Andrew Sherwell ~ Home Diaries 04

For the past month, Whitelabrecs has been releasing an EP or an album each week in response to the COVID19 crisis.  Artists were asked to send in their material as a reflection of their experiences in lockdown, quarantine and isolation, and have responded with lonely, lovely works.  The first arrived from Argentina, as Mi Cosa de Resistance recorded his tracks in a single, productive day.  Spain’s Edu Comelles contributed the single, 22-minute piece, “Mirar Lluny (Look Far Away),” a restive marriage of piano and cello, a lullaby for his newborn twins.  Recording as Brusgenerator, Berlin’s Felix Gebhard found a home for his soundtrack to a cancelled theatre production; this lightly dramatic music became the score to “home cooking, sights from the balcony and watching movies.”  New this week, the U.K.’s Andrew Sherwell contributes a fuzzy meditation on solitude.

Perhaps I gravitate most to Sherwell’s entry because his experience is similar to my own, despite the difference in continents.  Sherwell writes of “the hidden beauty of solitude” and the repetition of new routines, which include “quiet walks to and from work in the evenings.”  Heavy field recordings form a constant backdrop, first appearing as static and rain before transmuting into waves.  The sea washes over the musical ambience like a cumulative calendar, reflecting the title “Circular Days.”  Back and forth, around and around, repeat.  In “Balcony Views 3am” the wind becomes the main character, along with the crackling and rustling of nearby objects.  It’s all forlorn and grey, like the cover: an image repeated with every Home Diaries release, the color filter chosen by the participating artist.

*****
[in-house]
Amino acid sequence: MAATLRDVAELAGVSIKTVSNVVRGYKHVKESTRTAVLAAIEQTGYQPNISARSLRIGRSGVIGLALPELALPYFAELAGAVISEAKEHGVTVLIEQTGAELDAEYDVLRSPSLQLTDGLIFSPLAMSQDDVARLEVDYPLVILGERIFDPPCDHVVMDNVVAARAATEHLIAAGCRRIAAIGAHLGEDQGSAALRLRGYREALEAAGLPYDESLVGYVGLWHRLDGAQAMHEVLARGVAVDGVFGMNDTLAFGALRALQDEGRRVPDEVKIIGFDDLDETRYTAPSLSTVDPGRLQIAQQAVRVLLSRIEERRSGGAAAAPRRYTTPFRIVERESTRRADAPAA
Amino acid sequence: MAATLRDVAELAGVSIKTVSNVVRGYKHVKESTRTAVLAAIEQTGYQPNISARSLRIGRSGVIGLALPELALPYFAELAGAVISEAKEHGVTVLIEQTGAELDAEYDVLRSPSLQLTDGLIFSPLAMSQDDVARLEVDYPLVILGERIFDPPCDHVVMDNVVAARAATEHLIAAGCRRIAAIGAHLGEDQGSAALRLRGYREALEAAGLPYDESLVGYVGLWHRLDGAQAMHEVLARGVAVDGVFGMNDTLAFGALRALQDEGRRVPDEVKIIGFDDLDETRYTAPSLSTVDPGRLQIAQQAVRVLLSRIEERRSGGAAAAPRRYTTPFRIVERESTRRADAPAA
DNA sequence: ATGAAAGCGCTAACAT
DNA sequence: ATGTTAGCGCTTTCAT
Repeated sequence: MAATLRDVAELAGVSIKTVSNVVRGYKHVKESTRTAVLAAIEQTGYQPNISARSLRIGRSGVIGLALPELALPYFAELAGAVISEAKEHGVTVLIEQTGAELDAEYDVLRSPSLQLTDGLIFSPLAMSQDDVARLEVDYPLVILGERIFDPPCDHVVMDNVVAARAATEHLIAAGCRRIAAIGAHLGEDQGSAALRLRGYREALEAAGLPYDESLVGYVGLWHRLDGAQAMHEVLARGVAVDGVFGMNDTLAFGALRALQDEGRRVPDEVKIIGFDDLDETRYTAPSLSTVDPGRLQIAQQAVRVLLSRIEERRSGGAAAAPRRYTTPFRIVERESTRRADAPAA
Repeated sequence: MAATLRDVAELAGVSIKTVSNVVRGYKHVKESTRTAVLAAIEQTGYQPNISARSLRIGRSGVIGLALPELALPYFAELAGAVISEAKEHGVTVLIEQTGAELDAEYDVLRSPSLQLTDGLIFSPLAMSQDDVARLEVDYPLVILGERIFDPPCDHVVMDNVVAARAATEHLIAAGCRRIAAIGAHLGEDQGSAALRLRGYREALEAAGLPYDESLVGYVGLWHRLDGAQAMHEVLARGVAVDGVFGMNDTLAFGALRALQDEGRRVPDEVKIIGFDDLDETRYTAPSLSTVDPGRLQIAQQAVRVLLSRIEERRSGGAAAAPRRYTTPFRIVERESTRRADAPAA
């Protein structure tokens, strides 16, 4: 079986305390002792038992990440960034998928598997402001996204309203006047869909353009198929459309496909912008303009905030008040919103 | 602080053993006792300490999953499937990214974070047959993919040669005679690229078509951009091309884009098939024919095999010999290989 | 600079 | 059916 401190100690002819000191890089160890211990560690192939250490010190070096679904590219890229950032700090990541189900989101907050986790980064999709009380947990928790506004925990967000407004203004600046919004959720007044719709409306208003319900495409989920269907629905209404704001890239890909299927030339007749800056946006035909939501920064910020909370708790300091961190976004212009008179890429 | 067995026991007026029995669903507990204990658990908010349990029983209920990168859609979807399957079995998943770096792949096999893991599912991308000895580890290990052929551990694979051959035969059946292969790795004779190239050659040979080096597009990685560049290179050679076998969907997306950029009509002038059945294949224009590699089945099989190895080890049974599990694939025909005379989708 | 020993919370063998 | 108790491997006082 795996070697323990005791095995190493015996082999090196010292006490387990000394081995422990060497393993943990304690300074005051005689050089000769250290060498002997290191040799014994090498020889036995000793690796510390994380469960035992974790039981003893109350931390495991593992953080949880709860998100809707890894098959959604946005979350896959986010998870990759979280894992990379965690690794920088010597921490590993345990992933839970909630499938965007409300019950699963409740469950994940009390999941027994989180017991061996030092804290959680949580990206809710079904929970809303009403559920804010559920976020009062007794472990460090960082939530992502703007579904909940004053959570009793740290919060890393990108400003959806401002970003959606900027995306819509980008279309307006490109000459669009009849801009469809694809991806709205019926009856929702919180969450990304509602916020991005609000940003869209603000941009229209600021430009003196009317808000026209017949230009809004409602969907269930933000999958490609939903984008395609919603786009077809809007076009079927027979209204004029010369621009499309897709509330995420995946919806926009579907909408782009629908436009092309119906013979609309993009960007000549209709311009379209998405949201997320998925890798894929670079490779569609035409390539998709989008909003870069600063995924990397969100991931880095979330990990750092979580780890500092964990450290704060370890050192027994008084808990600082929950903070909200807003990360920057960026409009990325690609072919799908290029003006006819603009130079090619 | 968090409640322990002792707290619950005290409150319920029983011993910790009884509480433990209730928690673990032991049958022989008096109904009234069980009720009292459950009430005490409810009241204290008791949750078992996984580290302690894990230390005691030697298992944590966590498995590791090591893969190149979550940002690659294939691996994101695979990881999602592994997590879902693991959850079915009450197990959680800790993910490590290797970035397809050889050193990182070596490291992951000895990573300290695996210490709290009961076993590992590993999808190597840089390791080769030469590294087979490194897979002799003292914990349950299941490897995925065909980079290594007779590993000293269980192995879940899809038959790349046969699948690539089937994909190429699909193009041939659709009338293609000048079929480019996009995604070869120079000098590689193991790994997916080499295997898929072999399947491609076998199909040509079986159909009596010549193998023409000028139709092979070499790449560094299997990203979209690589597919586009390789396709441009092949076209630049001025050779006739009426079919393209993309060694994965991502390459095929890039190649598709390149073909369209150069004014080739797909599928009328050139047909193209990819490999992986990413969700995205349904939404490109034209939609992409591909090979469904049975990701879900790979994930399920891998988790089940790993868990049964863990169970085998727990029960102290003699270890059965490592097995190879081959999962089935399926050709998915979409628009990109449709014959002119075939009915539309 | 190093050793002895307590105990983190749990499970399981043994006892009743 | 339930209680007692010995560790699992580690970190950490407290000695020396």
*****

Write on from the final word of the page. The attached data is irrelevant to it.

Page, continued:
But then a tiny bit of light breaks through.  Midway into “Balcony Views 3am,” a filtered choir offers a modicum of hope.  These are trying times, difficult times, impossible times.  Yet there is still “beauty in solitude” for those fortunate enough to locate that quiet center.  Even as the choir recedes and the wind continues, their memory offers encouragement; and the harmonies don’t hide for long.  The title “End of Another Shitty Day in Paradise” is tongue-in-cheek, because on the one hand, it was another long and lonely day, but on the other, we got through it, and for most of us, another awaits.

We’re all facing the crisis in different ways, but by sharing their own home diaries, these musicians are sending something good out into the world when it is most needed: calm, reassurance, empathy.  Look for a new installment each week until the clouds have cleared.  (Richard Allen)

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